We all know World War II was complex; that’s part of what makes it a world war. But three quarters of a century on, it’s all too easy to forget some of the more complicated details of the conflict.
People like a simple, black-and-white narrative—Allies vs. Axis, good vs. evil—but reality is rarely as straightforward as that. Here, we investigate some of the inconvenient events which challenge common perceptions of the largest conflict in history.
10 Bulgaria, Hungary, And Romania Were Axis Powers
We’ve all heard of the famous Axis players in the war—Germany, Japan, and Italy—but being a world war and all, it’s hardly surprising that other nations joined their side. Romania, Bulgaria and Hungary, all independent at the time, threw their armies in with Hitler. Romania signed a pact with Germany in 1940, supplying raw materials and troops to the Nazi war effort, and Hungary sent over 200,000 troops to fight the Soviet Union. These troops were then ungratefully sacrificed by Nazi High Command to cover the German retreat in 1943. Bulgaria joined the Axis in 1941 and was used to launch an attack on Yugoslavia by the Germans in return for a slice of Yugoslav territory.
But Hitler’s allies often proved a hindrance rather than an asset. In 1942, Romanian troops were the weak link, exploited by the Soviets to encircle the Germans at Stalingrad, turning the tide on the Eastern Front. But the Romanians were only a minor hindrance compared to some of Germany’s other allies because . . .
9 The Italians Took A Beating From The Greeks
In October 1940, spurred on by the German success in Poland, Italy invaded Greece. The Greek army was smaller, less modern, and less experienced, and yet within the first 20 days, the Italians had been forced back into occupied Albania and fought to a bloody stalemate. This was the first major Axis setback of the war and became known to the Greeks as the Albanian Miracle. The stalemate ended in April 1941, when Germany intervened.
But Italy’s incompetence wasn’t limited to Greece. In June 1940, 200,000 Italians invaded British Egypt, and 130,000 of them promptly surrendered as they were pushed 800 kilometers (500 mi) into their own (Libyan) territory. The Germans again intervened and gained the upper hand, but this was yet another conflict that they had not planned for.
But the war In North Africa might have been completely different. Before the fall of France, Italy’s army in Libya had been held in check by French forces in Tunisia. After the French surrendered, that threat ceased to exist. But the French government, now based in Vichy, though officially neutral, retained their Mediterranean fleet. This may at the very least have acted as a deterrent and hindrance to Italian naval operations in the region, but this was not to be so because . . .
8 The British Attacked The French Fleet
After France fell, the British worried that the French Navy would fall into German hands and be used against them. After trying and failing to convince the French Navy to join the British cause, the British government grew impatient. Many in the Royal Navy believed (correctly in the case of the fleet stationed at Alexandria) that French fleets in the colonies would join the British when they ran out of supplies. They also hoped that French colonies would pledge allegiance to the Free French forces under Charles De Gaulle. Churchill and his War Cabinet however, insisted on a quick display of force, and so, in July 1940, Operation Catapult was launched.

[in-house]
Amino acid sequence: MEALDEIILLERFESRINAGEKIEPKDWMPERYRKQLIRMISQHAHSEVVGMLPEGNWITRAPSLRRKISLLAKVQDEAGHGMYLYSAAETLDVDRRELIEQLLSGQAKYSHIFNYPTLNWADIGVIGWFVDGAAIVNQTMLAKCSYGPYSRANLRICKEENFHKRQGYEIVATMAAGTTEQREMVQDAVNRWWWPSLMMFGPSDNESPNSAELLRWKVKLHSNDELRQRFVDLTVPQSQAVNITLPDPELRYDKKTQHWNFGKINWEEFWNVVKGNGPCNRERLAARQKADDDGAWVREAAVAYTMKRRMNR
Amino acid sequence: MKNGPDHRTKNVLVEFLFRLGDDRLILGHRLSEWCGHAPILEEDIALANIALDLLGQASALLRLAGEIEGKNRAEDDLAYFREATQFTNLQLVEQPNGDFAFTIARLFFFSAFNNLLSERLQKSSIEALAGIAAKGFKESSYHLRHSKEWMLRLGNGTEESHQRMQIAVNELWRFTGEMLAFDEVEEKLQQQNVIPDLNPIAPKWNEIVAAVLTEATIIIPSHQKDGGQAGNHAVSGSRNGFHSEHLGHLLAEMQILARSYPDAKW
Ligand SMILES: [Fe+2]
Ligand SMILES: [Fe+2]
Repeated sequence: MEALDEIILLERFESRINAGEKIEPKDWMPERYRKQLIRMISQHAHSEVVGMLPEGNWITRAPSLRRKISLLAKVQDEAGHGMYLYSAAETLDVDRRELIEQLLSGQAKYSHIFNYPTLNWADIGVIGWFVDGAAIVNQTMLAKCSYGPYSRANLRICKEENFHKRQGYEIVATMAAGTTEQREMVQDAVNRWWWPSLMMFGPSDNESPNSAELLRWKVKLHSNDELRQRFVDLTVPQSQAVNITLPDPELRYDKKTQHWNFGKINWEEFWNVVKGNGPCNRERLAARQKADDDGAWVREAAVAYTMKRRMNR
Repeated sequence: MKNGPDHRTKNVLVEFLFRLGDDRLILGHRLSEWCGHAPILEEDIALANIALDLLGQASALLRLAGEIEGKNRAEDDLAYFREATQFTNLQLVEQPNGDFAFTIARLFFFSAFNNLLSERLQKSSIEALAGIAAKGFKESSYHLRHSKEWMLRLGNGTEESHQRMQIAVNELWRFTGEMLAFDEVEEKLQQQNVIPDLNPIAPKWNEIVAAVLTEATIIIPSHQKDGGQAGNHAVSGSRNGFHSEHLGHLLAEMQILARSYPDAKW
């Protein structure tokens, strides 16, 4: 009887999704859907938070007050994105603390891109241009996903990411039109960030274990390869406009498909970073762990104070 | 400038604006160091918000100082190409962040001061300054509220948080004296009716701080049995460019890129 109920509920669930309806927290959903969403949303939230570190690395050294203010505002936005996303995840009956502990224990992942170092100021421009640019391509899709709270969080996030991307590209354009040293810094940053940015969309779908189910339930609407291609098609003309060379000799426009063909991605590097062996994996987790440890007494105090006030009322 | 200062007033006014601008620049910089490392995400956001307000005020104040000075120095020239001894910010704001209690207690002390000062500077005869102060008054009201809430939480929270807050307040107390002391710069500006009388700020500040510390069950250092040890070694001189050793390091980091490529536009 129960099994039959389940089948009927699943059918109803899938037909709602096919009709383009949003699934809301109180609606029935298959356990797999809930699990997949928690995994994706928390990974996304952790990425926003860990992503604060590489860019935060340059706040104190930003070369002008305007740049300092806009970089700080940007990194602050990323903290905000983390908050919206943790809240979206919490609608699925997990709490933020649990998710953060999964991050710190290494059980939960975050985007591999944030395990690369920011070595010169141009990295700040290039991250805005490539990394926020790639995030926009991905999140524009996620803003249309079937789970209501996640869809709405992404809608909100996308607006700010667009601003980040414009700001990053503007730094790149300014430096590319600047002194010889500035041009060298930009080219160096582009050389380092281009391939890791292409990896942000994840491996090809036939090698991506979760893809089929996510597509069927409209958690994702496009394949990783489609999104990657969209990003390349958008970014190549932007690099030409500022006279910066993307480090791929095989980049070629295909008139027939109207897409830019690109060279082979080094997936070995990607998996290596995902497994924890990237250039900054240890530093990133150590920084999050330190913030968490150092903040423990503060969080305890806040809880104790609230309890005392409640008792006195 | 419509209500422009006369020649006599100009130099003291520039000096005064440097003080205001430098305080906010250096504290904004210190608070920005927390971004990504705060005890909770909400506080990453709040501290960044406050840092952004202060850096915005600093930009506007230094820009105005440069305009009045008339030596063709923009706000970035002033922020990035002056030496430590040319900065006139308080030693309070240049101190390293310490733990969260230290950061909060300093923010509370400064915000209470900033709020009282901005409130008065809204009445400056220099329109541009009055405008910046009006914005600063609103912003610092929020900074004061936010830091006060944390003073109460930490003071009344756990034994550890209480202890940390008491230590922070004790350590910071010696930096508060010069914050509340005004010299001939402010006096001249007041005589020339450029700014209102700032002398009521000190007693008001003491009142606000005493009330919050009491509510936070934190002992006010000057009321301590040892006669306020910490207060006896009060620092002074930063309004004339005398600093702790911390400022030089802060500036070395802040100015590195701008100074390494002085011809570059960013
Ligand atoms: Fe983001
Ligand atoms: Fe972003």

The British seized French ships in British ports and sent ships to demand the French surrender. When the French refused, they opened fire, killing nearly 1,300 French sailors but failing to sink the fleet. Worse, many ships escaped to France. The Vichy government came into power a week later and became hostile to Britain, and the outraged colonies quickly sided with Vichy. Despite weakening the British position considerably, Churchill still claimed a victory. But a hostile Vichy regime had serious consequences for the war . . .
7 The Allies Fought The French In Madagascar
After Madagascar rallied to the Vichy government in 1940, the Allies worried that it might become a base for the Japanese in the Indian Ocean. This resulted in a British blockade followed by an invasion in May 1942. The Vichy defenders fought fiercely for six months before eventually surrendering.
When the US joined British forces in French North Africa in late 1942, the Allies faced a far bigger challenge than they had experienced in Madagascar. 100,000 Vichy French troops were stationed there. Motivated by a profound sense of their previous defeat and a complex about proving their worth as soldiers, they offered surprisingly stiff resistance before eventually being bested.
6 Iraqi Rebels Fought For The Axis
Prior to the combat in Madagascar and French North Africa, anti-British sentiment in Iraq was high. This led to a coup d’etat in 1941 against the pro-British government and a British military intervention in response.